No justice for law students
The Ministry of Justice decided to keep a dual law school system and state-administered bar exam for eligibility in practicing law in Korea until 2021 amid growing opposition to the plan of abolishing the national exam. The government had planned to scrap the national bar exam that can be taken by anyone regardless of the age, academic background and nationality from 2017 upon introducing law schools in 2009.
The Korean Bar Association and Korea Law Professors Society have been opposing abolishing the state bar exam, while the association of law schools has been demanding the government stick to its original plan of doing away with the exam, which has been criticized for failing to incorporate the wider range of legal knowledge and experience required in today’s society. The proponents of the state exam argue on the merits of the system that makes anyone qualified to become a law practitioner without formal legal education. They claim there must be an alternative channel as not all intelligent young people can afford to go to expensive law school.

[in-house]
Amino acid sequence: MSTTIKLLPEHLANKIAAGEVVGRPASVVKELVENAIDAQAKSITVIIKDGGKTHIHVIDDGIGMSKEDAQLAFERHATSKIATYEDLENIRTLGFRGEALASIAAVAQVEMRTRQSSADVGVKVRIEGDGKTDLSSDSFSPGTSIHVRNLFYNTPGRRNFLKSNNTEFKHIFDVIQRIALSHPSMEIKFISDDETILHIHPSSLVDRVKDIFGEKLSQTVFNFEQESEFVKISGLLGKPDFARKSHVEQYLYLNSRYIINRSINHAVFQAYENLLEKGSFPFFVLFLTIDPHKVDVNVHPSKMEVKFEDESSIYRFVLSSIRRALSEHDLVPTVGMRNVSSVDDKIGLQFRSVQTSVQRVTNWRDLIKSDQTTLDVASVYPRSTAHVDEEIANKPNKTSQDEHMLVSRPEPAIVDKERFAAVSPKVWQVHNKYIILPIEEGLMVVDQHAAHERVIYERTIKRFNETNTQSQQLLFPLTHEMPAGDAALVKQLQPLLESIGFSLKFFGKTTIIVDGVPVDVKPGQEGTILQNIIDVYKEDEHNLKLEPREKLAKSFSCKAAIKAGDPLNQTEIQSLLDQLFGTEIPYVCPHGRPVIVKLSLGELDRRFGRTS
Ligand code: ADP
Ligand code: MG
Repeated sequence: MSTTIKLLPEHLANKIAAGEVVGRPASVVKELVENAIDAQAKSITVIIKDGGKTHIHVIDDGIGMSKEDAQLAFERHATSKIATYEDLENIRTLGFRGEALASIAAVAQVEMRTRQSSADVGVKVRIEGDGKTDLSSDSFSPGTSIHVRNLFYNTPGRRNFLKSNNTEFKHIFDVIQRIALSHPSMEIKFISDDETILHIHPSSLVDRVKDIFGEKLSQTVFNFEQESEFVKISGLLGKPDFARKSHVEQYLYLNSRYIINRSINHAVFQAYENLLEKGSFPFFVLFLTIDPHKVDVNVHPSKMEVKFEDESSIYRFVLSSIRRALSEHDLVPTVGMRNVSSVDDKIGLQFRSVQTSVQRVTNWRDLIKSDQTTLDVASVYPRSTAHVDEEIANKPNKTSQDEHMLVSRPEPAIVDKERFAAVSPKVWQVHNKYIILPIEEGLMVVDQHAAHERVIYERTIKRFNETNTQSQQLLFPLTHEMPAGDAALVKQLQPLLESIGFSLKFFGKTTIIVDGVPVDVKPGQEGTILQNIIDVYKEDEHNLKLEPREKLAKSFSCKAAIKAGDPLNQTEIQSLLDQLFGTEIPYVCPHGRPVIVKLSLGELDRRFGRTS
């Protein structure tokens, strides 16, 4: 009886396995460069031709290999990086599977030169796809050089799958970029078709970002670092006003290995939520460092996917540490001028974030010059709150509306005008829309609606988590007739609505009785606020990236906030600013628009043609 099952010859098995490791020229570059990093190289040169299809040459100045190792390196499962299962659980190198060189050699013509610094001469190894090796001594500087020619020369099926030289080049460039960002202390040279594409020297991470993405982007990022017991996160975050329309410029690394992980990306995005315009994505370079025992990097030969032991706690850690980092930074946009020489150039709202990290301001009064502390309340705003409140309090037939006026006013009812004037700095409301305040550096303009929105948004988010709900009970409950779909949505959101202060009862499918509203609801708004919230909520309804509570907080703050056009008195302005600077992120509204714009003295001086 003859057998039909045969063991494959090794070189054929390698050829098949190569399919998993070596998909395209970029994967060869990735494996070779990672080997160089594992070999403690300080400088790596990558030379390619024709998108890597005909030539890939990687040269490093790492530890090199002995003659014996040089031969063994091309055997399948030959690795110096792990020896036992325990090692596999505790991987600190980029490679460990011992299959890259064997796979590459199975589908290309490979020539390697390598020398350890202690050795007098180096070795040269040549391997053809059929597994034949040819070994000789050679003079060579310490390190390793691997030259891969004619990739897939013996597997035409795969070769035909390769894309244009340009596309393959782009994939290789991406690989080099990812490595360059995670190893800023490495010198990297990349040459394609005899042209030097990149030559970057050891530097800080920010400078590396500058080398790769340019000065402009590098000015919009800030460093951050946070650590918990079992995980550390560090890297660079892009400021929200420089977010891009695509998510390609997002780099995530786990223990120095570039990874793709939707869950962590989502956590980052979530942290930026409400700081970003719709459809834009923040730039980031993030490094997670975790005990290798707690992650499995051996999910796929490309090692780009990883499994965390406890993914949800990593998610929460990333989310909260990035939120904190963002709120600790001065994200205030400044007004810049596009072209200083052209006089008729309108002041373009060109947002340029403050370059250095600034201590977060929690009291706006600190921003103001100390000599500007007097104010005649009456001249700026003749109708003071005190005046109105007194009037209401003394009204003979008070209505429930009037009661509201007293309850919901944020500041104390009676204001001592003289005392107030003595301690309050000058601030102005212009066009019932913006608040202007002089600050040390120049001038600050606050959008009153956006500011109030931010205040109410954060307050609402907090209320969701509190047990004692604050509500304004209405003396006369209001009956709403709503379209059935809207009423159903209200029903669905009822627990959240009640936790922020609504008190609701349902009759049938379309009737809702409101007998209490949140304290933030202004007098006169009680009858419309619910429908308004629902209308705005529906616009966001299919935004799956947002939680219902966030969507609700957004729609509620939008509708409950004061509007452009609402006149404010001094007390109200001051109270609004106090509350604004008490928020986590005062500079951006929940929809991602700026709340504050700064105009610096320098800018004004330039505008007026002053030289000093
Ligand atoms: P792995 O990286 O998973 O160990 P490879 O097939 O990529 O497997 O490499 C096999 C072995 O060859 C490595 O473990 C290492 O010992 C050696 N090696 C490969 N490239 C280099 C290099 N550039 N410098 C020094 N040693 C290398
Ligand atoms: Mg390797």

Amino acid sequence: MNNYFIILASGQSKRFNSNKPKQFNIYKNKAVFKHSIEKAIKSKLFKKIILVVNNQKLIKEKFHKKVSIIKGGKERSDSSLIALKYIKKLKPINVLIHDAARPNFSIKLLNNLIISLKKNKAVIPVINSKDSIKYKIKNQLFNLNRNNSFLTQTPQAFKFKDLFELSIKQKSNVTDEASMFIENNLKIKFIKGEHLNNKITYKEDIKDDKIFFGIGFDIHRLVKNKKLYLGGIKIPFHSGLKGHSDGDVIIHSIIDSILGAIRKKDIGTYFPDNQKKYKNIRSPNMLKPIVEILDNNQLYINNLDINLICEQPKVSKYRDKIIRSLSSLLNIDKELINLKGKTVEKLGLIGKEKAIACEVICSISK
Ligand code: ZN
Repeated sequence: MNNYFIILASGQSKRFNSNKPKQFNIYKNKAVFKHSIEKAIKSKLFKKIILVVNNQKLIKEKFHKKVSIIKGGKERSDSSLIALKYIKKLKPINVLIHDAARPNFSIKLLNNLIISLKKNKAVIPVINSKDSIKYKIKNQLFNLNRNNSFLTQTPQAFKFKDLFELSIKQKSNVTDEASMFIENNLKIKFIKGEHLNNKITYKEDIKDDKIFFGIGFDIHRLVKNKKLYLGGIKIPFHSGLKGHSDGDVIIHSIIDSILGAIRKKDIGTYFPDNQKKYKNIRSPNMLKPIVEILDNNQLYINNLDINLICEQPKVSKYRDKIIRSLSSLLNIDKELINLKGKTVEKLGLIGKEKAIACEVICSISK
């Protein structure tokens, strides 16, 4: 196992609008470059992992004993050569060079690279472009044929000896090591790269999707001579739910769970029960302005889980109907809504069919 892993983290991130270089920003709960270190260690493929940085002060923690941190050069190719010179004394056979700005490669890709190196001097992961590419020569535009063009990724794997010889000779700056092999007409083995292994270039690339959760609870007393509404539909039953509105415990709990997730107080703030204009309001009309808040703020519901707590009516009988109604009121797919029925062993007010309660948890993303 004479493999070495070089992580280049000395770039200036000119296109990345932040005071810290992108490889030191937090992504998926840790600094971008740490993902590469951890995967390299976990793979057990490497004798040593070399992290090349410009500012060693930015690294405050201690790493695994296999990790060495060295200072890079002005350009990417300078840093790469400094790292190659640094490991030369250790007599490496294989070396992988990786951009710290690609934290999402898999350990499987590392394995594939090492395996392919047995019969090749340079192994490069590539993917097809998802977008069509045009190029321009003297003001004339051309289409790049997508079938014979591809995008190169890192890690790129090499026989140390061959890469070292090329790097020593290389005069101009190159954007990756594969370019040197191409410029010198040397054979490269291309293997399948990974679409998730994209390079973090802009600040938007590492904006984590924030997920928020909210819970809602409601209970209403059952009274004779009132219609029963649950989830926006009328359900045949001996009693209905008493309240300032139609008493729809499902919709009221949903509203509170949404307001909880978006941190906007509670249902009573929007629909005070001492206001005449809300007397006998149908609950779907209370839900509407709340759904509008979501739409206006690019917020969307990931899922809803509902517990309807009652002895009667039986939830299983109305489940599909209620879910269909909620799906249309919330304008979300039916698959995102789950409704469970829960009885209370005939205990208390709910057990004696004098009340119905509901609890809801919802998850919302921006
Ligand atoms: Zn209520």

The government’s delay of the plan to scrap the state exam does not change the fundamental problem but only undermines its credibility. The government suddenly made the announcement without prior review or discussions close to the end of the National Assembly plenary session. The law school association criticized the government for betraying the 14,000 law school students who had studied law with belief in the government plan. The ministry must come up with measures to minimize the ill effects of law school-only system and uphold the original goal of recruiting legal practitioners in a more productive way.
JoongAng Ilbo, Dec. 4, Page 34